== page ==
MH370 ‘crash site’ investigator makes SHOCK discovery. MH370 investigator makes SHOCK discovery: The Crash site’ SURROUNDED by ‘illegal armed loggers high on METH’
THE MISSING MH370 Malaysia Airlines airplane may have been found by a leading crash investigator, who located the body of a possible downed jet in the depths of the Cambodian jungle. The search team in the Cambodian jungle have been warned illegal loggers armed with knives stand in their way
Ian Wilson and brother Jack began trekking through mountainous terrain this week to get to a zone they claim they’ve spotted MH370 on Google Maps.
“At dawn we’re leaving for a place close to the Chrok La Eang waterfalls. It’s hard to see any real route to it by roads but its earmarked as a place for tourists to go so we’ll find it.
“Then from there it’s anyone’s guess, that’s probably as close as anyone has been to the site.
“We’ve got a tent and it’ll be home for a night or two unless it’s easier than I think it is. Currently there is lightening and thunderstorms.”
The mission, which he has spent two years planning, will cost him around £4,000.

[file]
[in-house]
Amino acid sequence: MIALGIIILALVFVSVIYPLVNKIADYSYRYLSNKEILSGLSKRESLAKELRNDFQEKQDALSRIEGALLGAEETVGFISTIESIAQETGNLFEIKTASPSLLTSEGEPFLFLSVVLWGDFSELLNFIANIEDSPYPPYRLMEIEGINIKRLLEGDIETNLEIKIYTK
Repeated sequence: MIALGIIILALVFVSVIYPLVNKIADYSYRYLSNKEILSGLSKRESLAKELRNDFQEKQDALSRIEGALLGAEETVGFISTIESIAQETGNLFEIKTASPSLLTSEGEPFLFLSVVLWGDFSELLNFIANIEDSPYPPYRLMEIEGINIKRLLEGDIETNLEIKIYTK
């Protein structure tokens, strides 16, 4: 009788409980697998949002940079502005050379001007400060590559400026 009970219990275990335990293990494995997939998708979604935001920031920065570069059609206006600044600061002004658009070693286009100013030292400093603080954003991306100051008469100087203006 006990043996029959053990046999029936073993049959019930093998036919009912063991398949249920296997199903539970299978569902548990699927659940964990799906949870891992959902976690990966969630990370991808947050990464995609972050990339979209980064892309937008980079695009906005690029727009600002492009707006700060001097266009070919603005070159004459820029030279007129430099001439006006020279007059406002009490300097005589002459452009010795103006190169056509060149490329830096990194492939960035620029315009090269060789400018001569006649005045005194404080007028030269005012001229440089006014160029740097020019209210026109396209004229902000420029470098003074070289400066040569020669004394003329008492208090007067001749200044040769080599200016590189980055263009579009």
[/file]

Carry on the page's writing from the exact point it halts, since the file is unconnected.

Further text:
Some experts believe it is simply a plane caught in flight but after Google Maps Updates Images With Alleged MH370 Crash Site. The plane has remained at the same location on satellite images dating from 2017 and 2015 (according to Google Maps data), which could dispel the theory that the satellite caught an in-flight plane when it took the pictures.
But they’ve been warned the area between Chrok La Eang Waterfalls and the spot could be rife with danger. An expat, who did not wish to be named, warned the area is prone to illegal logging. He added the drug methamphetamine is commonly used and that loggers are likely to be armed with knives, we can reveal.
Related link: Eagle-eyed amateur claims to have FOUND missing Malaysia Airlines flight MH370 using Google satellite imagery
The aircraft last communicated with air traffic controllers around 38 minutes after takeoff when the plane was located over the South China Sea, and it dropped off ATC radars just minutes later. The last communication from the Lumpur Radar said: “Malaysian three seven zero, contact Ho Chi Minh one two zero decimal nine. Good night.” Captain Zaharie Shah, who was the pilot in command of the flight, responded: “Good night. Malaysian three seven zero.”
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